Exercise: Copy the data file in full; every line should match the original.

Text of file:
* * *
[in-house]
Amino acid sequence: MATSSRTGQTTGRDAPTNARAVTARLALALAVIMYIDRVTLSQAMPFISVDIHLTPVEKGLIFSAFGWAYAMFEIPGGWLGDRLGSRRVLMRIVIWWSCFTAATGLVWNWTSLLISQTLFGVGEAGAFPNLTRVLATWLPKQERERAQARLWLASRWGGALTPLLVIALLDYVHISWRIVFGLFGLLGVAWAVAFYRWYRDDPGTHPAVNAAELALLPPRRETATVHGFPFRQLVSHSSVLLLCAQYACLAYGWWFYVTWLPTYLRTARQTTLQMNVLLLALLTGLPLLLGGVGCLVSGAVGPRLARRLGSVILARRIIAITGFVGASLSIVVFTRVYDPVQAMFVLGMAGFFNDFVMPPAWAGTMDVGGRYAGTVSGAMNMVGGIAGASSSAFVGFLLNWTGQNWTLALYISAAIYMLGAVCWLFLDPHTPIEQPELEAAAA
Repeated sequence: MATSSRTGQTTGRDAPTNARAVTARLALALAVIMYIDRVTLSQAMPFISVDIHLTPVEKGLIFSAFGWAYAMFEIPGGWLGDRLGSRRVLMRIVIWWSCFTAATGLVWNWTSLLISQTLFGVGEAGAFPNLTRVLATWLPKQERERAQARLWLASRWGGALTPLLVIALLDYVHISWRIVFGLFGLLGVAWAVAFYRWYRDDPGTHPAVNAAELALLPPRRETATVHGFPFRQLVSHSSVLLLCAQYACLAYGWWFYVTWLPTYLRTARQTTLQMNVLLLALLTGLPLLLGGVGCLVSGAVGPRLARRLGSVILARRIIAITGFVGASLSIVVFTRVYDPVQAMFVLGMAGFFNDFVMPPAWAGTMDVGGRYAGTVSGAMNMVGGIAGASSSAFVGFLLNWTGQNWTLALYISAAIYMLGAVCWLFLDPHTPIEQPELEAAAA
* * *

[in-house]
Amino acid sequence: MATSSRTGQTTGRDAPTNARAVTARLALALAVIMYIDRVTLSQAMPFISVDIHLTPVEKGLIFSAFGWAYAMFEIPGGWLGDRLGSRRVLMRIVIWWSCFTAATGLVWNWTSLLISQTLFGVGEAGAFPNLTRVLATWLPKQERERAQARLWLASRWGGALTPLLVIALLDYVHISWRIVFGLFGLLGVAWAVAFYRWYRDDPGTHPAVNAAELALLPPRRETATVHGFPFRQLVSHSSVLLLCAQYACLAYGWWFYVTWLPTYLRTARQTTLQMNVLLLALLTGLPLLLGGVGCLVSGAVGPRLARRLGSVILARRIIAITGFVGASLSIVVFTRVYDPVQAMFVLGMAGFFNDFVMPPAWAGTMDVGGRYAGTVSGAMNMVGGIAGASSSAFVGFLLNWTGQNWTLALYISAAIYMLGAVCWLFLDPHTPIEQPELEAAAA
Repeated sequence: MATSSRTGQTTGRDAPTNARAVTARLALALAVIMYIDRVTLSQAMPFISVDIHLTPVEKGLIFSAFGWAYAMFEIPGGWLGDRLGSRRVLMRIVIWWSCFTAATGLVWNWTSLLISQTLFGVGEAGAFPNLTRVLATWLPKQERERAQARLWLASRWGGALTPLLVIALLDYVHISWRIVFGLFGLLGVAWAVAFYRWYRDDPGTHPAVNAAELALLPPRRETATVHGFPFRQLVSHSSVLLLCAQYACLAYGWWFYVTWLPTYLRTARQTTLQMNVLLLALLTGLPLLLGGVGCLVSGAVGPRLARRLGSVILARRIIAITGFVGASLSIVVFTRVYDPVQAMFVLGMAGFFNDFVMPPAWAGTMDVGGRYAGTVSGAMNMVGGIAGASSSAFVGFLLNWTGQNWTLALYISAAIYMLGAVCWLFLDPHTPIEQPELEAAAA